Why looking at inflation expectations?
Ahead of the ECB meeting, which will take place in about two weeks, on the 9th of June, we’d like to focus somewhat more on the debate which is currently ongoing, not only within the ECB, but also in other central banks, on inflation and inflation expectations. Should the ECB raise rates further in order to keep inflationary pressures in check, in line with their goal of keeping inflation below but close to 2%? Of course, the ECB will take many other facts into consideration like the state of the business cycle, the EMU debt crisis and the absolute level of official rates. In this report we will only highlight developments in inflation and inflation expectations and what it meant in terms of ECB policy in the past rate cycles. A more detailed preview on the next ECB meeting will be available a few days before the meeting.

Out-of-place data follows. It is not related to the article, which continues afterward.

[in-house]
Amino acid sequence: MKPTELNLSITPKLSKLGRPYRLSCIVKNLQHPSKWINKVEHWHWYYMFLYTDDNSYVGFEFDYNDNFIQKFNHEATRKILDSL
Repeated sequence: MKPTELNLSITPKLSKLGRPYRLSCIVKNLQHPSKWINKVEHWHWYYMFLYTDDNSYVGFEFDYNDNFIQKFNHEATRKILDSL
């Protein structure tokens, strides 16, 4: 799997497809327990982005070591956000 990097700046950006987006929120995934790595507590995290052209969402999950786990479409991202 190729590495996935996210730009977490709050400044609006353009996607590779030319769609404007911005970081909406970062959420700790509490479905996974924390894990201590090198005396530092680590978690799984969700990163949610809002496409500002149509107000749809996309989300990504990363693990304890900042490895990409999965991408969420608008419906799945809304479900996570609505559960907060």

Keeping inflationary pressures in check is central to good monetary policy as, in the long run, low inflation promotes growth, efficiency and stability, which supports maximum sustainable employment. Inflation expectations greatly influence actual inflation as they affect households’ and firms’ spending decisions, but also influence wage- and price setting. Therefore inflation expectations are of great value.
Besides the well-known “output gap” model, central bankers use also measures of inflation expectations to determine their policy. In this Flash Report, we will look at those measures to see what they tell us about the current situation. There are two sources of data on inflation expectations: the first group derives from surveys of professional forecasters and the general public and the second group derives from market prices of various financial securities.
Please download full version of the report from Economy / Analyses section.